[35] Incidentally, presuming one agrees with the fundamental premises and subsequent arguments concerning what has been said about such a free(r) banking system, there are no limits to economic growth. Only self-imposed limits (whether this be through unwillingness to develop more efficient algorithms, products, state regulation and taxation etc.) are possible because as long as there are avenues of expectations-management, there will be economic growth and since we live in a world of perpetual uncertainty, it is impossible for expectations-management possibilities to be exhausted unless we become omniscient because when expectations w.r.t certain variables are managed, more elements may be revealed. For example, once we have adequately managed expectations w.r.t A and B, a new risk may emerge and become manageable (e.g risk of ruining paperwork can be dealt with via digital storage, digital storage runs the risk of being wiped and is susceptible to hacking, cloud-computing serves as a back-up but now there is the additional complexity of ensuring information security there etc.).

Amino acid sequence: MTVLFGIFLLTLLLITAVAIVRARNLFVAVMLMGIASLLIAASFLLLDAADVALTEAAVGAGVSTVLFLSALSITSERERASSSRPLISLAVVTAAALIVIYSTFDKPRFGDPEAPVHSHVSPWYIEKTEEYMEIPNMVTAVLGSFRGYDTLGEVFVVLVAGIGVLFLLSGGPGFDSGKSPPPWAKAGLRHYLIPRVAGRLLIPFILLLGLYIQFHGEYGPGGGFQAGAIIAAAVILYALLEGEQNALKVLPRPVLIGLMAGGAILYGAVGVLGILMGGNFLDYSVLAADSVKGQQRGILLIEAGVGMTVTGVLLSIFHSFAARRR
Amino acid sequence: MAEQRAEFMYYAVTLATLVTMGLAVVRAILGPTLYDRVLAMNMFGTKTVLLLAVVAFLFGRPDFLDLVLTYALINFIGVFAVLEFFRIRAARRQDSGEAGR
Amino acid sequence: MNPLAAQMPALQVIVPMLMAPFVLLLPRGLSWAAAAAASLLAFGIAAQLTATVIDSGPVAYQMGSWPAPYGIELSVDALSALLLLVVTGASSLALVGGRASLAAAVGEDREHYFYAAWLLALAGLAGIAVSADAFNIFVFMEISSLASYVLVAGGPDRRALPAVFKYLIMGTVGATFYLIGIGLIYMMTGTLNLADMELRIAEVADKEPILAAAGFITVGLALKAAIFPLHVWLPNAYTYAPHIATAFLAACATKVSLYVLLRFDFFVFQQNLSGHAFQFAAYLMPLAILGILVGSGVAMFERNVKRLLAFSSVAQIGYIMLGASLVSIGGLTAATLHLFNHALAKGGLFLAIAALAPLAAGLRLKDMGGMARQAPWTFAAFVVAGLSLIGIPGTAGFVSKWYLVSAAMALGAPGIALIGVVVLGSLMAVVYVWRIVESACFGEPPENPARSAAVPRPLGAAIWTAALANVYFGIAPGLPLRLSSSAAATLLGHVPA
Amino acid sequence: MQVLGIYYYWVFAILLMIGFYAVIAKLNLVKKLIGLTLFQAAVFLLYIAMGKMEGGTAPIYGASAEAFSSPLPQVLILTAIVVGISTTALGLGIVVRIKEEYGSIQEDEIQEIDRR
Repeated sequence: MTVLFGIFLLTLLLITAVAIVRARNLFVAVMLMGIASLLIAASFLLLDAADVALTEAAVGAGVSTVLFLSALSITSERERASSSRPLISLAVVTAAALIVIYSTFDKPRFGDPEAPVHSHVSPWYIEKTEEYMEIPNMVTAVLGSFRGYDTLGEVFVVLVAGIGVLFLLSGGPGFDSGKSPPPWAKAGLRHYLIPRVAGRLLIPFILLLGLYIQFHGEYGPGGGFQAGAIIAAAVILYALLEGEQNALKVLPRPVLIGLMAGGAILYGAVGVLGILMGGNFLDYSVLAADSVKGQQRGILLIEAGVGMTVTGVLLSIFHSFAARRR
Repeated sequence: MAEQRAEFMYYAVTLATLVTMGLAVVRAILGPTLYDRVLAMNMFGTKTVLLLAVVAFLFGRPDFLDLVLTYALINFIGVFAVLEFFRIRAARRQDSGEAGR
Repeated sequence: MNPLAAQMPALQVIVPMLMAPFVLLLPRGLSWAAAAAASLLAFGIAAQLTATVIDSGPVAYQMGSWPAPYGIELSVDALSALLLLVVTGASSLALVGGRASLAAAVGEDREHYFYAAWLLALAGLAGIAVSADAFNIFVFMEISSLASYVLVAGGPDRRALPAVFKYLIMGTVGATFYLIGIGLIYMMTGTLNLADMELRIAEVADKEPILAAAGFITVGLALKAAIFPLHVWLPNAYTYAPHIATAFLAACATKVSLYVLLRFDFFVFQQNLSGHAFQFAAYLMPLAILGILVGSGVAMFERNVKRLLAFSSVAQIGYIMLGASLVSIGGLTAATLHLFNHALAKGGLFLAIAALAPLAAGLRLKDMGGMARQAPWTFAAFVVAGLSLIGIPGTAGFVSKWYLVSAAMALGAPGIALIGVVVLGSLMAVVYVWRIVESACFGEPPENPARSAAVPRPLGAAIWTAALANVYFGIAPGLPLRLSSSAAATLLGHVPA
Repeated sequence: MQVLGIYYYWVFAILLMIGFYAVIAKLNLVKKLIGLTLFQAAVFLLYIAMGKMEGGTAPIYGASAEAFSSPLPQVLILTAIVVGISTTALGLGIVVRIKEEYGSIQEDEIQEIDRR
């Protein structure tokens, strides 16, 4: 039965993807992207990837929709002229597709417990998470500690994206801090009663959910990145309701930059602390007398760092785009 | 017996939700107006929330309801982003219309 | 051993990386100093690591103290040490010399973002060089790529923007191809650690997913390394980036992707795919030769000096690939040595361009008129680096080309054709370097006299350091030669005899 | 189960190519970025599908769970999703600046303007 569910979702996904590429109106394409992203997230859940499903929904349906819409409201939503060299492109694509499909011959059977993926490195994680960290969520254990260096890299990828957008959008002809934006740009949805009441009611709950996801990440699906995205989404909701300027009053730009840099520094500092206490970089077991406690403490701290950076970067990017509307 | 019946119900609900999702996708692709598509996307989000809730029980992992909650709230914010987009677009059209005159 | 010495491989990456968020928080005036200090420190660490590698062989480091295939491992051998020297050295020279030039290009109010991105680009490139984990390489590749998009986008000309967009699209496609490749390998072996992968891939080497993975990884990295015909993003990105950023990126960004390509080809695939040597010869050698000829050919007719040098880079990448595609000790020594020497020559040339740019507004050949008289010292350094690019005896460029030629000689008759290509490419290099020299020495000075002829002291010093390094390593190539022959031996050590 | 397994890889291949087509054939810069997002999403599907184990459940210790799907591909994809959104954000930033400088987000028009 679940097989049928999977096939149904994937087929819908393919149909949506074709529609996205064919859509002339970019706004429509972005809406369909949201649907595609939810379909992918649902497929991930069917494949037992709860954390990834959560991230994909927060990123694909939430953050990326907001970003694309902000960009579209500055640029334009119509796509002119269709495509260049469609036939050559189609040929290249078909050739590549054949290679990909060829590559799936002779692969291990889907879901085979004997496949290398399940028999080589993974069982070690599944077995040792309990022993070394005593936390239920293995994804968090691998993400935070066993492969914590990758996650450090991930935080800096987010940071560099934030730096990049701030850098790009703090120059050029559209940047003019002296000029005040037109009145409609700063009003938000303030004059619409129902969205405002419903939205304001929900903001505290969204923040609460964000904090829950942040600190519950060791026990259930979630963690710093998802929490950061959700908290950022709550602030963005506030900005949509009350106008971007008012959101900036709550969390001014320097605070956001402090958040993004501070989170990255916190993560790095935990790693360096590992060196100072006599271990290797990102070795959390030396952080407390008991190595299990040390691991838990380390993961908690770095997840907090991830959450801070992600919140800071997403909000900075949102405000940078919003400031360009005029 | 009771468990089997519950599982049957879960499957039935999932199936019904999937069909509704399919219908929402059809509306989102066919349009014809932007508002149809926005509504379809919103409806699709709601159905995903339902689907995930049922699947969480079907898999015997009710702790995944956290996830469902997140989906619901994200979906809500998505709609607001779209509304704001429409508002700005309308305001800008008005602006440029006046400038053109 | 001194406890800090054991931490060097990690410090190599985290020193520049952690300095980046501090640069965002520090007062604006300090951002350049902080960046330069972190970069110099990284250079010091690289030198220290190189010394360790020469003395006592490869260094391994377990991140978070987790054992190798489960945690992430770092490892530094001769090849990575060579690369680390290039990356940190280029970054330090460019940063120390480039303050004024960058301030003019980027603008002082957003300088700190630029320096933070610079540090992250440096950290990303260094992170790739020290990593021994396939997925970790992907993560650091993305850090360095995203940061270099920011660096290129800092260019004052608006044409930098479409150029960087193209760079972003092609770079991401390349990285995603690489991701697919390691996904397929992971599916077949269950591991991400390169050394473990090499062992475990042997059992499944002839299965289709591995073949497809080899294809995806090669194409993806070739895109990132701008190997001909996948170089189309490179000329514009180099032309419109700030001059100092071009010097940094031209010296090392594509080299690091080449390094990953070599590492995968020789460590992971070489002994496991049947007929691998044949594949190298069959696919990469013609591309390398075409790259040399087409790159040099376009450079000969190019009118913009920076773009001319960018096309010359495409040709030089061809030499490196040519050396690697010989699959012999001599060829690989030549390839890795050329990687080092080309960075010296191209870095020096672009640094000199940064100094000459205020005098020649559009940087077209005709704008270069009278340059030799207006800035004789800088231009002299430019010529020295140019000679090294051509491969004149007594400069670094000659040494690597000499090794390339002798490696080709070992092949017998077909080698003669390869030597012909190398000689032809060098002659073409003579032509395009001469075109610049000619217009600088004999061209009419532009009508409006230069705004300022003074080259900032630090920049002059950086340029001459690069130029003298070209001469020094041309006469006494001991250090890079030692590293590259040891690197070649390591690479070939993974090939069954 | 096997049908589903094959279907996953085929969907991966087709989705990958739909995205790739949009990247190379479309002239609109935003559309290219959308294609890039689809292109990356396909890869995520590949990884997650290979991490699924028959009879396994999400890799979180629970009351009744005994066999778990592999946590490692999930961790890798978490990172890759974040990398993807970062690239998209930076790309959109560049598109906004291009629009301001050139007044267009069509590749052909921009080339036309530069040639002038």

[36] See Wilde’s (2014) post on the Adam Smith Institute Blog, entitled “Competing monetary rules: modern free banking possibilities” to read this idea in its infancy.